From this time, therefore, we find a perpetual emulation and rivalry existing between the two tribes of Ephraim and Judah. This sentiment of jealousy, sometimes reaching even to hatred, displayed itself on all occasions; and allusions to it are not infrequent in the prophetical writings.17 It is very distinctly recognized by Isaiah,18 when, foretelling the peaceful effect of Messiah’s reign, he says, “And the envy of Ephraim shall depart, and the enemies of Judah shall be cut off. Ephraim shall not envy Judah, and Judah shall not vex Ephraim.” The prophet predicts a state of harmony and peace by declaring that the hereditary and proverbial enmity of Judah and Ephraim shall cease. Throughout the entire Hebrew history, from the exodus to the captivity, these two were regarded as the leading tribes of Israel. In the wilderness, Moses gave the precedence of all the tribes to Judah, in assigning to it the most honorable place in the army, whether in the camp or on the march.19 But after his death, two events occurred, which tended greatly to the exaltation and preeminence of Ephraim. That tribe had the good fortune to give to the nation a chief magistrate in the person of Joshua, and also to have the tabernacle, the palace of their invisible, heavenly king, set up in Shiloh, a place within the territory of Ephraim.20 Both these circumstances advanced the honor of the tribe; and the latter, by promoting trade and marriages, gave it no considerable advantages, in respect of the increase of wealth and population. From time, the ambition of Ephraim knew no bounds. The jealousy of the Ephraimites towards the other tribes appears in their conduct to Gideon and Jephthah.21 Their special jealousy of Judah showed itself in their refusal to submit to David, after the death of Saul;22 in their adherence to Absalom, when he revolted against his father;23 and in the readiness with which they joined in the revolt of Jeroboam, who was himself of the tribe of Ephraim.24 The author of the seventy eighth Psalm25 represents Ephraim as having been the chief tribe, and God has having rejected it for its political and religious apostasy, when the tabernacle and the kingdom were transferred to Judah. Even while Ephraim continued the most influential tribe, Judah enjoyed a more extensive sway than the other tribes to the West of the Jordan. When the monarchy was substituted for the democracy, a king was elected from Benjamin, the youngest and weakest of all the tribes. This seems to be a perfect leveling of the tribes. Apparently no preference was given to any of them on account of any preeminence in dignity, or power, supposed or real. If, however, we look a little below the surface of things, we shall judge otherwise. We must bear in mind how exceedingly genealogical and clannish was the way of thinking among the Hebrews. This will throw no little light upon the point. As Benjamin and Joseph were sons of the same mother, the Benjamites regarded themselves as in some sense belonging to the tribe of Joseph. Of this we have a certain proof in the fact that Shimei, though a Benjamite, said that he was the first man of all the house of Joseph to meet King David, when he returned victorious after crushing the rebellion of Absalom.26 Hence, even when Benjamin was advanced in the person of Saul to the leadership of Israel, Ephraim still enjoyed a certain preeminence. In the eightieth Psalm, composed about this time, Ephraim, Benjamin, and Manasseh are mentioned as the chief tribes, Ephraim being placed before the other two.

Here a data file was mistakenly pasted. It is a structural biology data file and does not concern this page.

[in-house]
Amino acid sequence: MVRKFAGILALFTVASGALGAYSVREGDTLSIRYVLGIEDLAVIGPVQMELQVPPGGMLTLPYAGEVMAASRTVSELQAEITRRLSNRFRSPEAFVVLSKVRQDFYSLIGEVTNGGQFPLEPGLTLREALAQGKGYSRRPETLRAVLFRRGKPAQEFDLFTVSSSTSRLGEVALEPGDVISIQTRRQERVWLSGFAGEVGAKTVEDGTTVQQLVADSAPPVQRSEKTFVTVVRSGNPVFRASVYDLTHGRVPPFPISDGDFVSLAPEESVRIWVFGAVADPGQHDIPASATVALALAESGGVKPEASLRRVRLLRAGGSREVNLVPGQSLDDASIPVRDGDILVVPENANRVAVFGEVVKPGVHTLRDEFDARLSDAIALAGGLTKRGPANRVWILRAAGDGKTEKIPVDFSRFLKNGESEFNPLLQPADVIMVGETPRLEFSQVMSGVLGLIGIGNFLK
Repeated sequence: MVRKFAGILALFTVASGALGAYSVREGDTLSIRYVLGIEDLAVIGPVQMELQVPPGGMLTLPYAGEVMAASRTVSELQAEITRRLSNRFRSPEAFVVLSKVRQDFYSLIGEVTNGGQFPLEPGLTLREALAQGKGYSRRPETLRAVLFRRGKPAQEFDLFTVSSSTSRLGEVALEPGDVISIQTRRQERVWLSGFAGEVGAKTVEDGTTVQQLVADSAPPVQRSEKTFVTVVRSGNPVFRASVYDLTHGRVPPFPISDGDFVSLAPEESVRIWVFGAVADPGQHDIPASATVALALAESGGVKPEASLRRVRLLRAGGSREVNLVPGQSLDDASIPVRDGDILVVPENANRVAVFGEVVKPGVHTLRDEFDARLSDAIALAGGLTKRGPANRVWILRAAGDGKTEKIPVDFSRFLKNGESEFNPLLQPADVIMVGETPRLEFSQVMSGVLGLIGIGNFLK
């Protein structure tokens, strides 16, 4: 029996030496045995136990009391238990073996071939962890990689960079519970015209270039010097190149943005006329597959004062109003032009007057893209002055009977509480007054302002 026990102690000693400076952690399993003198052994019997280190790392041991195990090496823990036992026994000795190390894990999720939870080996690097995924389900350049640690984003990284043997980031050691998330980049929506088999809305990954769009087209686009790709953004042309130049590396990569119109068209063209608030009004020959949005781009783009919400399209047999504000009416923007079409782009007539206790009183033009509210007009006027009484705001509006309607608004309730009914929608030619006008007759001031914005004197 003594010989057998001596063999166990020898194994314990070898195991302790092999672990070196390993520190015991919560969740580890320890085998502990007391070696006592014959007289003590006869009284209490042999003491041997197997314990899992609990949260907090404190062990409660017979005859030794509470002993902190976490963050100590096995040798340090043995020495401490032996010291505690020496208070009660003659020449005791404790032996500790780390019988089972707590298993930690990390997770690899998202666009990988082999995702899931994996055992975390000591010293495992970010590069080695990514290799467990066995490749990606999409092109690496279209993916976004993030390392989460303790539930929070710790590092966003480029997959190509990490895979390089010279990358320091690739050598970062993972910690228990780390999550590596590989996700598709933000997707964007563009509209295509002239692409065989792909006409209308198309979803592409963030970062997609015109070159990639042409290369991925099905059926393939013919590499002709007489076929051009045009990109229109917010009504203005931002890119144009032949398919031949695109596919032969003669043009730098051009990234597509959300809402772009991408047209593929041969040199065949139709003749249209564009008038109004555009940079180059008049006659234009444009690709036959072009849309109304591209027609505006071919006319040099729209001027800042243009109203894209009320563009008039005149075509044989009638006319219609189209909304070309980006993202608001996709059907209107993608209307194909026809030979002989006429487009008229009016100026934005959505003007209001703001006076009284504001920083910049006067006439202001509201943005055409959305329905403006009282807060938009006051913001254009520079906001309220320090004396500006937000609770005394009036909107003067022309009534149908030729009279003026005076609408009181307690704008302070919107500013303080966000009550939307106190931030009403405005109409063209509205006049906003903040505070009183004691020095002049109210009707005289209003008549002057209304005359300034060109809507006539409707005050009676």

The rivalship between the tribes continued, with unabated force, during the reign of Saul. That king had but little authority in the tribe of Judah, for, when he was pursuing David with the bitterest enmity to take his life, David had little difficulty in eluding him, by fleeing from place to place within the limits of that tribe. And when at last he fled into the land of the Philistines, there does not appear to have been any necessity for his doing so. He might have remained where he was, without much peril of a capture. On the other hand, Saul, as king, was very partial to his own kindred, including, beyond a doubt, the children of Joseph, as well as those of Benjamin. Upon them he conferred most of the offices within the gift of the crown. This he openly acknowledged, and made it the ground of a claim to their gratitude and support.27 When Saul fell in battle, eleven of the tribes, doubtless under the lead of Ephraim, adhered to his family, and chose Ishbosheth for their king. Judah alone recognized David as their sovereign. But David was a man of consummate ability and great nobleness of character. He acted with prudence, moderation, and magnanimity. These are qualities which never fail to excite the admiration and love of the people. They so won upon the tribes of Israel, that, by degrees, they all voluntarily submitted themselves to his rule. It was the surrender of their hearts rather than of their arms. The civil and military talents of David were equal to each other, and both were of the highest order. Under his administration, the territories of the state were greatly enlarged; its wealth and power were increased; and its renown was spread far and wide. Its name struck terror, not only into the petty tribes in its immediate neighborhood, but into the great nations dwelling on the shores of the distant Euphrates. The tribe of Judah now became exceedingly powerful. Its numbers were incredibly multiplied, the effect not merely of the natural increase of population, but also of the multitude of foreigners who flocked to its capital and became proselytes to the Jewish religion. Even before this time, the other tribes had begun to be called by the common name of Israel.28 Thenceforward Israel came to be their ordinary designation, and they were animated by a common jealousy of the tribe of Judah.29 It was in this sentiment that the roots of that unnatural rebellion excited by Absalom found a congenial soil. The extraordinary success of that patricidal revolt has been the puzzle of many, and is wholly inexplicable, except as the result of a deeply seated and long cherished animosity on the part of the other tribes towards the tribe of Judah. This animosity even broke out, and raged violently, on the king’s return. A strife arose between Judah and the other tribes, as to which should recall him to the throne, and it came near ending in a revolt of the eleven tribes from David.30